“I’ve read that we all crave meaningfulness in our lives no matter what age.”
Dr. Rose Glassberg, Lions Gate resident since July 2020, knows the importance of keeping your mind active.
“My parents were Eastern European immigrants,” said Rose. “I was the youngest of four children, born one month before the Great Depression hit. To think that I would ever be able to attend college, let alone get my PhD, was something my parents couldn’t even conceive of. But I just loved to learn. I am always reading, and learning, and teaching others. When your mind is active, you never feel old.”
Rose grew up in West Philadelphia, and earned her bachelor’s degree in English from West Chester University. After she completed a Master of Arts degree at Middlebury College’s Bread Loaf School of English, her brothers presented her with their own illustrated “Master of the King’s English” from a fictional Challah University. It hangs in the dining room of her Lions Gate apartment.
Rose taught English at Germantown High School for 11 years, then moved on to teach English at Glassboro State Teacher’s College, which later became Rowan University. She earned her PhD in English from Temple University in 1972, and became a full professor in 1973. “That was also the year that I became president of the American Federation of Teachers (AFT) at Rowan,” said Rose. “We built that union from the ground up, and included both faculty and support staff. I retired from Rowan after 27 years, and had been president of our union for the last 18 of those years. After I retired, I became head of the AFT’s Retirees Chapter at Rowan, and that group voted unanimously to start a scholarship fund. Over the last almost 30 years, that fund has awarded thousands of dollars in scholarships to very deserving students. It is one of the most rewarding ventures I’ve ever been a part of.”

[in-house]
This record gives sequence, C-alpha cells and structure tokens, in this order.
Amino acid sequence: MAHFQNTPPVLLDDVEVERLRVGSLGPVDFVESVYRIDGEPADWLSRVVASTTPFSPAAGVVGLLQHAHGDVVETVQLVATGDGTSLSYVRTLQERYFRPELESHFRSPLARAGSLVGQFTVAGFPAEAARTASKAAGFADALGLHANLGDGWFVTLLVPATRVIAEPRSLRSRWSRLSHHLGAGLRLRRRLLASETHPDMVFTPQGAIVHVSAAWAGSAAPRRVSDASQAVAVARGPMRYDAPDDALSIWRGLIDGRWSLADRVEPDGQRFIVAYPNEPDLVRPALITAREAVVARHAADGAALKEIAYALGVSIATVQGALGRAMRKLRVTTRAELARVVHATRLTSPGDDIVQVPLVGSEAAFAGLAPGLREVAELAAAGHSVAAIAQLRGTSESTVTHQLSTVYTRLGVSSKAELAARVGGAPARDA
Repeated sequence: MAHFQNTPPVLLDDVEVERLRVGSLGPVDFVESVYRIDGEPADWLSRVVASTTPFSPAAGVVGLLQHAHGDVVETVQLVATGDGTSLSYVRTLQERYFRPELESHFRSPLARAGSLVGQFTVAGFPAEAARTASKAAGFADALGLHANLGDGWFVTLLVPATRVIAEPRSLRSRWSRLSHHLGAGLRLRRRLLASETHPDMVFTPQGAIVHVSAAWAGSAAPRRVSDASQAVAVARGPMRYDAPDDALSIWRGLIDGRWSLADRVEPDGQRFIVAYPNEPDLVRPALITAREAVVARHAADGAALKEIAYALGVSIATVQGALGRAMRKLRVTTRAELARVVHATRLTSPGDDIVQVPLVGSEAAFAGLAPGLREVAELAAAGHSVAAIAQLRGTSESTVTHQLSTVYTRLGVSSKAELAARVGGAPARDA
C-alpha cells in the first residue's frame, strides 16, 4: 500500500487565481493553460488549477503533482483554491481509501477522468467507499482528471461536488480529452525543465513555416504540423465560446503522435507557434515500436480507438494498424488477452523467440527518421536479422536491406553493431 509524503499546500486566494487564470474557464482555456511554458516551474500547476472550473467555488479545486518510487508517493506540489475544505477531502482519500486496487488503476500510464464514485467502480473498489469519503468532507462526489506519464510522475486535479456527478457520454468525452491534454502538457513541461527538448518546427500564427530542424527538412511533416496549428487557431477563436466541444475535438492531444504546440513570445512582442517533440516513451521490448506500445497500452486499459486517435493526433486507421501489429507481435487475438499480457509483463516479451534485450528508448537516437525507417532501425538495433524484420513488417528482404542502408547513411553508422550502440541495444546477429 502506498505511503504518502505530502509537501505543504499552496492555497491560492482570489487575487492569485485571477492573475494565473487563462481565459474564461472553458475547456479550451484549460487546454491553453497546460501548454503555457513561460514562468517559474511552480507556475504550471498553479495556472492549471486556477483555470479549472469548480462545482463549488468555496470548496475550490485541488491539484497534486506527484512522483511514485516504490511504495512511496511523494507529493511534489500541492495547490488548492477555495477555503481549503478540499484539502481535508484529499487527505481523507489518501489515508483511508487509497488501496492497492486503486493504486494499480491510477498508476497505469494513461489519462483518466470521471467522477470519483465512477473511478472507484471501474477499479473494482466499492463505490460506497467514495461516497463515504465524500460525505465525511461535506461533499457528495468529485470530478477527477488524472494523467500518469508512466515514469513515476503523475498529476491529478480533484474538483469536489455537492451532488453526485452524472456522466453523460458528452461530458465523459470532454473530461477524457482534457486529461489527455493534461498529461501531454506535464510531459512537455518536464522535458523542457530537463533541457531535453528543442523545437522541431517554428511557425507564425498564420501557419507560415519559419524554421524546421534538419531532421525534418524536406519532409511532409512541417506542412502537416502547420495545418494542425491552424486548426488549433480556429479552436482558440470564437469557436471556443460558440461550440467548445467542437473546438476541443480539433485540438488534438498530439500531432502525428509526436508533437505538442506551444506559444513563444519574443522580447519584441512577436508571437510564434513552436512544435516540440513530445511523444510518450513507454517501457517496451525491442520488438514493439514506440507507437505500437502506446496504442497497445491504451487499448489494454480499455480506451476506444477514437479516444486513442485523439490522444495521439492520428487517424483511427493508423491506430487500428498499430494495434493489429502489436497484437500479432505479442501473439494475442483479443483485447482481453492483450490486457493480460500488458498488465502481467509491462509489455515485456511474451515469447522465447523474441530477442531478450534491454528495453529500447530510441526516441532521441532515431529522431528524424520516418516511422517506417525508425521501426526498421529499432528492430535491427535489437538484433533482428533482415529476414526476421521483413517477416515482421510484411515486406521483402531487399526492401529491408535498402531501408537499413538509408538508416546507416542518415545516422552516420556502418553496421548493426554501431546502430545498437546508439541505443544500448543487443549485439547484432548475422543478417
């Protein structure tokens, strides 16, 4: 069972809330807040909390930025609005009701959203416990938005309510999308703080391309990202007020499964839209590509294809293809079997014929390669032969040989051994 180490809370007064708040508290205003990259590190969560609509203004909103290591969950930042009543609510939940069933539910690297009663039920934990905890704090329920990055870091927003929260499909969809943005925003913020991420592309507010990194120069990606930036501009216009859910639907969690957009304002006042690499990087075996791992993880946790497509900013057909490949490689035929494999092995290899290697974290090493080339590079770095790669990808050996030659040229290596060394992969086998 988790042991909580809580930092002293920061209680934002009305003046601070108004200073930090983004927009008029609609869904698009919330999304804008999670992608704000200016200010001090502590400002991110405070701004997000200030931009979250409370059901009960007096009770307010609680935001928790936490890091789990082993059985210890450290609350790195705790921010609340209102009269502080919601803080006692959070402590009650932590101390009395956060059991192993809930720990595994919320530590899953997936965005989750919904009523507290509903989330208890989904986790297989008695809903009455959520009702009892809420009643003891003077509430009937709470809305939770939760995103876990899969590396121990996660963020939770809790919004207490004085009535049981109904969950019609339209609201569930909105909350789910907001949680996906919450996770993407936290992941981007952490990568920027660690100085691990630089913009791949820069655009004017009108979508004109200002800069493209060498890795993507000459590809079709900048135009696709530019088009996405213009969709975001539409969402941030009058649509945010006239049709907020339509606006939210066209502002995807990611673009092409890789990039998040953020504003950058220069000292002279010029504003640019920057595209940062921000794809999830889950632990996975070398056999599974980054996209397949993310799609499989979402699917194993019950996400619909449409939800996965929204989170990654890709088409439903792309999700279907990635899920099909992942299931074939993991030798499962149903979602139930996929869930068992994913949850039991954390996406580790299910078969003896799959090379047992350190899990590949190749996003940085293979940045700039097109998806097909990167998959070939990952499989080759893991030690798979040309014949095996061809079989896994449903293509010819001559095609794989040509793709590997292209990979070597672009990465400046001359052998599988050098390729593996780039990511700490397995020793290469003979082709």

Rose lived in Cherry Hill for most of her retirement. After a serious car accident in 2018, she stopped driving and began to realize she needed a community with an adequate support system. “I knew about Lions Gate through The Jewish Community Voice,” said Rose. “The Jewish culture here is very important to me. I chose an apartment just before the pandemic hit, and moved in July 2020 during lockdown. That was challenging, but I honestly felt a huge sense of relief living here. No matter what turns the pandemic took, I knew I would be well-cared for here.”
Always one to pitch in, Rose is an elected member of the Resident Council and the Sunshine Committee, and chairs the Short Story Club. Quoting a favorite passage, “We all crave meaningfulness in our lives. It doesn’t stop when we get older.” Rose added, “If you can find a way to be purposeful, to do something useful for someone else, that gives your life meaning. Making learning a priority, and being a professor at Rowan University gave me purpose. Completing two graduate degrees in English supported that purpose. Being part of the Lions Gate Resident Council and chairing the Short Story Club also give me purpose. The longer you live, the more you want to give back to the world.”
Of course, Rose makes time for plenty of activities at Lions Gate. “I love classical music,” said Rose, “so I go to all the Classical Music Guild concerts here. I play lots of bridge, usually after dinner a few nights a week with friends. And I am impressed with the depth of classes and interesting lectures hosted here. Lions Gate also offers easy access to the movie theater across the street when an opera is being simulcast. I have much easier access than when I lived alone. This home is much better for me.”